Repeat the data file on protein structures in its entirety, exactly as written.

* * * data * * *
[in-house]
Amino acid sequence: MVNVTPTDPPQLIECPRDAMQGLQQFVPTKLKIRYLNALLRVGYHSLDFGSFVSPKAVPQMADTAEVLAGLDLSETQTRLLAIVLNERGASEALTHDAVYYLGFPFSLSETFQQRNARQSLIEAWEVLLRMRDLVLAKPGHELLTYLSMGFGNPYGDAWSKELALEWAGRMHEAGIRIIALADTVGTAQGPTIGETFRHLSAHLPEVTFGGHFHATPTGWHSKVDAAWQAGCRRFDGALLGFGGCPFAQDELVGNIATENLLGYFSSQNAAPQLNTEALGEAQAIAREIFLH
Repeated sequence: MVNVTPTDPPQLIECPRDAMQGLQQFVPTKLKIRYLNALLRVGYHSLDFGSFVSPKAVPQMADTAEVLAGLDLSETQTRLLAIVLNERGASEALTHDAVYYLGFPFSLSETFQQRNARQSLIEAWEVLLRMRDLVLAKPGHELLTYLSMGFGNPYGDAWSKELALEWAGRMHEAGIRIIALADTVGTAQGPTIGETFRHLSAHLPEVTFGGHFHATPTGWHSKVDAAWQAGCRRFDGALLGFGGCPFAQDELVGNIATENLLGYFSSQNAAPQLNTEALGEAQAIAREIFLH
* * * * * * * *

[in-house]
Amino acid sequence: MVNVTPTDPPQLIECPRDAMQGLQQFVPTKLKIRYLNALLRVGYHSLDFGSFVSPKAVPQMADTAEVLAGLDLSETQTRLLAIVLNERGASEALTHDAVYYLGFPFSLSETFQQRNARQSLIEAWEVLLRMRDLVLAKPGHELLTYLSMGFGNPYGDAWSKELALEWAGRMHEAGIRIIALADTVGTAQGPTIGETFRHLSAHLPEVTFGGHFHATPTGWHSKVDAAWQAGCRRFDGALLGFGGCPFAQDELVGNIATENLLGYFSSQNAAPQLNTEALGEAQAIAREIFLH
Repeated sequence: MVNVTPTDPPQLIECPRDAMQGLQQFVPTKLKIRYLNALLRVGYHSLDFGSFVSPKAVPQMADTAEVLAGLDLSETQTRLLAIVLNERGASEALTHDAVYYLGFPFSLSETFQQRNARQSLIEAWEVLLRMRDLVLAKPGHELLTYLSMGFGNPYGDAWSKELALEWAGRMHEAGIRIIALADTVGTAQGPTIGETFRHLSAHLPEVTFGGHFHATPTGWHSKVDAAWQAGCRRFDGALLGFGGCPFAQDELVGNIATENLLGYFSSQNAAPQLNTEALGEAQAIAREIFLH